The bureau also has no formal process to identify professional design errors and omissions. The bureau does not compile and retain documentation of the investigation and resolution of potential errors or omissions, thus increasing the possibility that the state will pay for changes that are the responsibility of the professional.

Lack of a System to Retain and Use Experience Data for Future Decisionmaking

Although in the past the bureau has used change order data for analysis, the bureau has not developed an information system to manage change orders--e.g., to identify types of projects associated with higher change order costs or routinely identify specific contract professionals with poor records of controlling change orders.

The bureau operates a management information system, the Project Accounting and Tracking System (PATS), which accounts for project budgets and maintains certain types of information regarding building projects, including data on specific change orders. However, the bureau has not developed a system to record and evaluate the cause of change orders or a method of reviewing data to assist in determining the types of projects that might lead to higher change order costs, nor has it examined change orders as a percentage of original budgets for completed projects.

Also, the bureau does not formally evaluate the performance of contract professionals after they have performed their work, which could help to identify those with poor performance and a poor record of controlling change order costs.


Process for Selecting Contract Professionals to Oversee Change Orders

  1. The bureau should require its selection committee members to rate contract professionals against pre-determined criteria for selection and complete evaluation forms documenting that process. The bureau should retain these forms as documentation of its selection process for a selected period, such as three years after the process has been completed. The evaluation forms should require that the professionals’ record of managing changes to contracts be evaluated.

  2. The bureau should develop policies and procedures to implement its goal of increasing competition among contract professionals who are awarded construction contracts. In doing so, the bureau should study other states’ policies and consider their potential for application in Mississippi, including those that:

    --base a part of the selection process on consideration of the volume of work the firm has performed for the state (i.e., giving extra points to those who have not done work for the state recently);

    --include an element of cost competition in the criteria for selection.

Cost Review Process Contracted to Professionals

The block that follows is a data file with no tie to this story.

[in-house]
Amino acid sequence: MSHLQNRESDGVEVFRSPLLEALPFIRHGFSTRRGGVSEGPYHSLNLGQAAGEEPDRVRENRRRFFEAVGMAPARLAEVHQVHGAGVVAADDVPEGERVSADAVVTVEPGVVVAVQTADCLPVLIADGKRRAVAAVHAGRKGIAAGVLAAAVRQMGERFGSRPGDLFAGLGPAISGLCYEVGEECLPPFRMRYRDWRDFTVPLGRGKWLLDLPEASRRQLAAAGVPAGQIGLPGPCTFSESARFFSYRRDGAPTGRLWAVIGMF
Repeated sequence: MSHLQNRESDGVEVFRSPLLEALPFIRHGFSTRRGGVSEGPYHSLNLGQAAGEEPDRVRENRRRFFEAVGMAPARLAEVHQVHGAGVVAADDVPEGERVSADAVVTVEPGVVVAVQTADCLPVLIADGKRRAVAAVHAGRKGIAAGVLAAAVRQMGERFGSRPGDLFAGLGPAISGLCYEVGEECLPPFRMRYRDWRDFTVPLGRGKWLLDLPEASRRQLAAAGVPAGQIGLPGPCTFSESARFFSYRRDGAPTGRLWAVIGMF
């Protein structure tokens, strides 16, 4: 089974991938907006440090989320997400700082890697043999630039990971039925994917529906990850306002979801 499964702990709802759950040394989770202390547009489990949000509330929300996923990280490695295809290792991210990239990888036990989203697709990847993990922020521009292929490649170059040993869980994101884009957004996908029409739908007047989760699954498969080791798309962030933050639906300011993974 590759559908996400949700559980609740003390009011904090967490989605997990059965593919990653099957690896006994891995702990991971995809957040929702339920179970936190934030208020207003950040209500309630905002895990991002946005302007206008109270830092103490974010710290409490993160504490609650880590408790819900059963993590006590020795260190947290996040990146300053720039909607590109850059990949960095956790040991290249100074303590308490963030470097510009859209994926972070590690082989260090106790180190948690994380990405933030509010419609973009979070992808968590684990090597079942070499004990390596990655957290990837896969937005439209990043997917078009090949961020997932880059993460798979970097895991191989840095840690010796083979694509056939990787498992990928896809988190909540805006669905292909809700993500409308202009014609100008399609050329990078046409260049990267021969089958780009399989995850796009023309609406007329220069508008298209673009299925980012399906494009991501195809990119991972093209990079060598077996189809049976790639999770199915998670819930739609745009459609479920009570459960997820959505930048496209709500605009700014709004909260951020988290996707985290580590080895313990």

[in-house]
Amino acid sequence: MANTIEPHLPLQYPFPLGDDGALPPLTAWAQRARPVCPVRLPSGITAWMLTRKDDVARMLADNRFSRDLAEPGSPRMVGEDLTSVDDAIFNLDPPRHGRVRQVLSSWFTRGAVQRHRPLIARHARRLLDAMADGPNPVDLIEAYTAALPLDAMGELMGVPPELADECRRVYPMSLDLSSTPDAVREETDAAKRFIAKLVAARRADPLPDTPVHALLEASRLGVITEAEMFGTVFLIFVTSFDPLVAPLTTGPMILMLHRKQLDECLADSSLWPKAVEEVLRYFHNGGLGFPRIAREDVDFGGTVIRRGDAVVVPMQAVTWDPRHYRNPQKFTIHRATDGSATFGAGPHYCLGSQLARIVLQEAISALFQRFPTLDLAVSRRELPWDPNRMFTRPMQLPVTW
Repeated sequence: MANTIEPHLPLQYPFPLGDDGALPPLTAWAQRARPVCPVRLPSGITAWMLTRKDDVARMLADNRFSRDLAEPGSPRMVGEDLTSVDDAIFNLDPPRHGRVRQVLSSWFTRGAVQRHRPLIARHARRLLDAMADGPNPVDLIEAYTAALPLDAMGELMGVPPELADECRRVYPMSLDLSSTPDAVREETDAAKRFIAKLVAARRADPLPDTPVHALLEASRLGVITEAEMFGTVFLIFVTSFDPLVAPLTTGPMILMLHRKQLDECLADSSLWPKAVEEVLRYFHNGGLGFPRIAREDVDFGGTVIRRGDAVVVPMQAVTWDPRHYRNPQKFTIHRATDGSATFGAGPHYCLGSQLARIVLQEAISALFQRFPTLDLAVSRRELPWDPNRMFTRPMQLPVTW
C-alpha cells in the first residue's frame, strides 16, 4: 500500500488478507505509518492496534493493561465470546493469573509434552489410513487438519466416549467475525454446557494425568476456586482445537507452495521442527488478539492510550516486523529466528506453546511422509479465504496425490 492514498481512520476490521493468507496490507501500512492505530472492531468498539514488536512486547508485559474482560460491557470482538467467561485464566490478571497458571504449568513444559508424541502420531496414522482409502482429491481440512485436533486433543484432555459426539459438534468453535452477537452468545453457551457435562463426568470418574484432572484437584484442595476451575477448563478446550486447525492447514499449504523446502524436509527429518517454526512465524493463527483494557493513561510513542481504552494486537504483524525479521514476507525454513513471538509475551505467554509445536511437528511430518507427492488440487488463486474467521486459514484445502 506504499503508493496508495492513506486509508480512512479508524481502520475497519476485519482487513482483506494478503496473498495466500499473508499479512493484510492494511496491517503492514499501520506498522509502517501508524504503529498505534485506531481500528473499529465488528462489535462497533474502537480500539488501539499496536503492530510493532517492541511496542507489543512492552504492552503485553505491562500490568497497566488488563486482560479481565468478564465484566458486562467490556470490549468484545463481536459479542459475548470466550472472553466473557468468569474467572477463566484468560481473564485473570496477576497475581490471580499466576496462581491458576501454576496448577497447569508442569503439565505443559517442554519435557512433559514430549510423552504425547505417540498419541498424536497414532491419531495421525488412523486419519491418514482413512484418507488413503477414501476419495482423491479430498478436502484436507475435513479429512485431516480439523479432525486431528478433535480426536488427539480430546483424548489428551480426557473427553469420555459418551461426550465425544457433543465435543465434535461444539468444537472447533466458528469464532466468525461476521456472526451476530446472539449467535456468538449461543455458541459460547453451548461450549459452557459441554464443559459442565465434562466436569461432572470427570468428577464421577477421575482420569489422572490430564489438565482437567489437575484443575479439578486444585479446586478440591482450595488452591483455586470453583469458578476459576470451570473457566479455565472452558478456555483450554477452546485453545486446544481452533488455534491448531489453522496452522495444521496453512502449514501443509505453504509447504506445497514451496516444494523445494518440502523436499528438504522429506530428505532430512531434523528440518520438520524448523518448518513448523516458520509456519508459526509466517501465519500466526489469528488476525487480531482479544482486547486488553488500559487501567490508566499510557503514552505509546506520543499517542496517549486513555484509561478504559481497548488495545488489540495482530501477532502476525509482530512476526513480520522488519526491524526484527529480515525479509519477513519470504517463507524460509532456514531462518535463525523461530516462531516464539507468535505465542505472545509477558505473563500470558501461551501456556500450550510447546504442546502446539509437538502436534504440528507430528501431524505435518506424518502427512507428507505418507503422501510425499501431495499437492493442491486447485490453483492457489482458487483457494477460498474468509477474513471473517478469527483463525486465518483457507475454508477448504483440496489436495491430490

1. The bureau should revise its internal procedures to require that bureau staff construction administrators obtain complete cost itemizations (e.g., quantities of labor, materials, and equipment) from contract professionals before change orders can be approved.

  2. The bureau should revise its standard professional contract to require that the contract professional obtain complete cost itemizations (e.g., type and quantities of materials, hours of labor, and equipment rental rates) from both contractors and subcontractors in the preparation of change orders.

  3. The bureau should revise the standard contract with the general contractor to require that the contractor always provide change order cost quotes to the contract professional that include quantities of labor, equipment, and materials (unless documentation in files gives a specific, legitimate reason for a waiver).

  4. The bureau should inform the contractors in the pre-construction conferences that they will always be required to itemize their quotes into quantities of labor, equipment, and materials.

  5. The bureau should revise its professional contracts to conform to policy by requiring the contract professional to:

    --analyze and document the reason for and cost of change orders before presenting them to the bureau; and,

    --certify in writing that the costs have been examined and documented and have been found to be reasonable. This could be accomplished in practice by revising the approval forms to require the statement.

Bureau’s Oversight Process for Analyzing and Controlling Costs

  1. The bureau should implement policies and procedures requiring its personnel to review change order proposal costs and document their review. The bureau’s policy should also require its staff and the contract professional to verify and certify that the change order costs are not already included in the bureau’s contract with the general contractor.